Minnewaska, you have a decidedly political take on this issue - something more evident this time around from what I've seen of your comments on this issue in this thread. Cuba, for me, is not a political issue, which is not to say that I don't have an opinion regarding that aspect of cruising Cuba.
My understanding of your laws is that it is legal for an American to go to Cuba provided they do not spend money. Going as the guest of a Canadian or other non-American satisfies that requirement.
The difficulty would lie in proving to your authorities you didn't spend money. I've not experienced that with anyone I know, nor do I expect to, but I would be most interested in hearing from someone who has, and learning what came of it. Thus far, no one has come forward with that story.
As for my experience in getting someone a general license - that's not something I can, or need to, do. That's between the American concerned and your government. I couldn't possibly have any influence on the outcome - so your comment is entirely pointless and is, in fact, provocative.
If you want to pick a fight, find someone else please.
As for illegal activity, I see American boats from 27 footers to megayachts in Hemingway and Veradero every time I go. I have photos, which I won't reproduce so as not to cause difficulties, but as was noted in this thread, someone from the American Interests section out of the Swiss embassy walks the docks at Hemingway regularly and knows full well what's going on. The fact is, with very few exceptions, they simply don't care. If they did, you'd hear about a lot more seizures and prosecutions. Tell me, are you able to name even one boat seized by the US for traveling to Cuba? I thought not, because I just searched and couldn't find one.
Americans are going, illegally, to Cuba all the time. The last figure I heard quoted that I trust was 40,000 annually, going through a third country. Some estimates are over 100,000 per year.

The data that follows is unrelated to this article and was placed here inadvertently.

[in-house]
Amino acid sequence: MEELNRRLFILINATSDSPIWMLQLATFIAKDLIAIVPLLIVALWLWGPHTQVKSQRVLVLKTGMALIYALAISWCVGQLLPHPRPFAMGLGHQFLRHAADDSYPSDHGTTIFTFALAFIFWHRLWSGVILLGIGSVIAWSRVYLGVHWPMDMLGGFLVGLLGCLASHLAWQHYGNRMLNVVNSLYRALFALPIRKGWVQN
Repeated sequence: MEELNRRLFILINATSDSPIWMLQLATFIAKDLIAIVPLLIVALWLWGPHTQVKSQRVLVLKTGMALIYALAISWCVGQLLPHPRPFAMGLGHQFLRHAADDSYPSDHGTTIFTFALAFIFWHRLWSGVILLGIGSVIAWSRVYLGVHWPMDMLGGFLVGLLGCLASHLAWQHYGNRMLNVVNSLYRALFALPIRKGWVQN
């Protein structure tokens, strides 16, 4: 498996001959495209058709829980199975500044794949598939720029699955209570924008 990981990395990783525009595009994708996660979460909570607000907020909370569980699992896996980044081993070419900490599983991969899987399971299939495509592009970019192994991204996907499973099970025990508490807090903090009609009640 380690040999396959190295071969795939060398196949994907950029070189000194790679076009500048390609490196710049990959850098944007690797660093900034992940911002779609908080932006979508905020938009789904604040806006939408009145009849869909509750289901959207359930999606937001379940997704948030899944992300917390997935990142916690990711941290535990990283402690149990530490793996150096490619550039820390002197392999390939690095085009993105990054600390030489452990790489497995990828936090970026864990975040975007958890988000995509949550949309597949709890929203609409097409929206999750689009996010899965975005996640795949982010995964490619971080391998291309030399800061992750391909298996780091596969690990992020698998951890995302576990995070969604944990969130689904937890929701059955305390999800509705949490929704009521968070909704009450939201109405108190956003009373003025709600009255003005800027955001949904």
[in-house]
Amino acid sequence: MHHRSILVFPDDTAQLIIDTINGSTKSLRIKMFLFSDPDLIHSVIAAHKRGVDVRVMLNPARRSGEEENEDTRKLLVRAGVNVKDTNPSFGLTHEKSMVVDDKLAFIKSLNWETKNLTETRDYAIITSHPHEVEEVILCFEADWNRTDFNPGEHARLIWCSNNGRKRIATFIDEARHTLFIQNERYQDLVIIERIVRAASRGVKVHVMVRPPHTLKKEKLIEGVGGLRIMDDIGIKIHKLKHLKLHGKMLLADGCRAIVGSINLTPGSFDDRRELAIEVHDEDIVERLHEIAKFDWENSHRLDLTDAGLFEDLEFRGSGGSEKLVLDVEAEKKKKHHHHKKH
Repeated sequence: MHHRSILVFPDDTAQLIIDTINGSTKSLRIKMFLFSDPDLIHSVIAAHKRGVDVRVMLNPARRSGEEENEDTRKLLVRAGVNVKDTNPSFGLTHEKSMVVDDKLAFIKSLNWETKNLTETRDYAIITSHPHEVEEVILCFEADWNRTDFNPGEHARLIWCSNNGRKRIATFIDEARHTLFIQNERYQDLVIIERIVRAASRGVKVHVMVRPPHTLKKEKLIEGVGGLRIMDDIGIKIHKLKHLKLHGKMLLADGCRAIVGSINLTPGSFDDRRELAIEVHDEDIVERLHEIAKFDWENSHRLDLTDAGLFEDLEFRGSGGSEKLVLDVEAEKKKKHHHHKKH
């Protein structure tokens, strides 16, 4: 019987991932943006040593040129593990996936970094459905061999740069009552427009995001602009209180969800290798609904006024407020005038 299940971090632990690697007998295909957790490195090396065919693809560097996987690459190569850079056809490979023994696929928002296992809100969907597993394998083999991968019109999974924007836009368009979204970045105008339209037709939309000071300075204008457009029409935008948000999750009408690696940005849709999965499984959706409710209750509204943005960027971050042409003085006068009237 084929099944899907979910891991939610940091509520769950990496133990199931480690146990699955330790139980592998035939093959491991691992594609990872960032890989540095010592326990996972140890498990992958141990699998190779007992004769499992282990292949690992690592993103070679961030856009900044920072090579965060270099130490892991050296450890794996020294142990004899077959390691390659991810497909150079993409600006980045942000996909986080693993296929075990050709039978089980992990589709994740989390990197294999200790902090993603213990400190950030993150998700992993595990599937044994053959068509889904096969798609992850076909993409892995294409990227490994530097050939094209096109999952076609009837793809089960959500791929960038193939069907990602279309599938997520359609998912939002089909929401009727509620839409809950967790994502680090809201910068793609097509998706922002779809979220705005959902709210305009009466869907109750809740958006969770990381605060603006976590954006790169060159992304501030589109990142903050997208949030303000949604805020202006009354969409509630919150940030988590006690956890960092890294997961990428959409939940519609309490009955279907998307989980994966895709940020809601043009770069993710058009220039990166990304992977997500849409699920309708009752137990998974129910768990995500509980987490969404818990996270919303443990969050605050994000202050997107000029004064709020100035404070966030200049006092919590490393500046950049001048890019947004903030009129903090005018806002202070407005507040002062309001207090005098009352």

Here, from the State Department, is a short summary of the situation as it concerns mariners:
Cuban territorial waters are extremely dangerous and difficult to navigate, even for experienced mariners. The potential for running aground is very high and the bottom type is unforgiving. Search and rescue capability in Cuba is limited and running aground will often lead to the complete destruction and loss of the vessel. U.S. boaters who enter Cuban waters (legitimately or illegitimately) have encountered problems that required repairs and/or salvage; costs for both are significantly higher than comparable services in the United States or elsewhere in the Caribbean. In addition, the Government of Cuba does not allow the use of the U.S. dollar for transactions and U.S. credit cards are not accepted in Cuba. Cuban authorities typically hold boats as collateral payment. U.S.-registered/flagged vessels belonging to U.S. citizens have been permanently seized by Cuban authorities. Due to the lack of resources, the quality of repairs in Cuba is inconsistent. Repairs take significantly longer in Cuba than they would in the United States due to lack of the most basic materials and to bureaucratic impediments. Boaters are often confined to their boats while repairs are made. Boaters can be detained while Cuban authorities investigate the circumstances of their entry to Cuba, especially if their travel documents are not in order or they are suspected of illegal activities. Mariners and their passengers should not navigate close to Cuban territorial waters without possessing a valid passport, unless seeking a safe port due to emergencies. The ability of the U.S. Interests Section to assist mariners in distress is extremely limited due to current limitations on travel by U.S. personnel outside of Havana. Notifying the U.S. Interests Section, regardless of legitimately or illegitimately entering Cuban territorial seas is the most reliable way to obtain assistance.
The transfer of funds from the United States to Cuba to pay for boat repair and salvage is subject to restrictions codified in U.S. law relating to commercial transactions with the Government of Cuba. A Department of the Treasury license is required for such payments and applicants should be prepared to provide documentary evidence demonstrating the emergency nature of the repairs. U.S. credit or debit cards, personal checks, and travelers’ checks cannot be used in Cuba so boaters should be prepared to pay for all transactions in cash. It is difficult to transfer money to Cuba and travelers have frequently been required to spend several hundred dollars for transportation to Havana to receive transferred funds.
The above information came from http://travel.state.gov/travel/cis_p.../cis_1097.html
. That page also includes the various general license categories with which one can travel legally to Cuba.
Most of what is there is accurate - a bit of it isn't quite how it really works, but that's to be expected. For example, navigating Cuban waters isn't nearly as tough as they make it sound.
If you really want to go, legally, get together with your church and set something up that benefits the Cuban people with your church as the sponsor. Arrange it around your boat if you want to sail there. Or take one of the people to people tours Obama authorized a few months ago.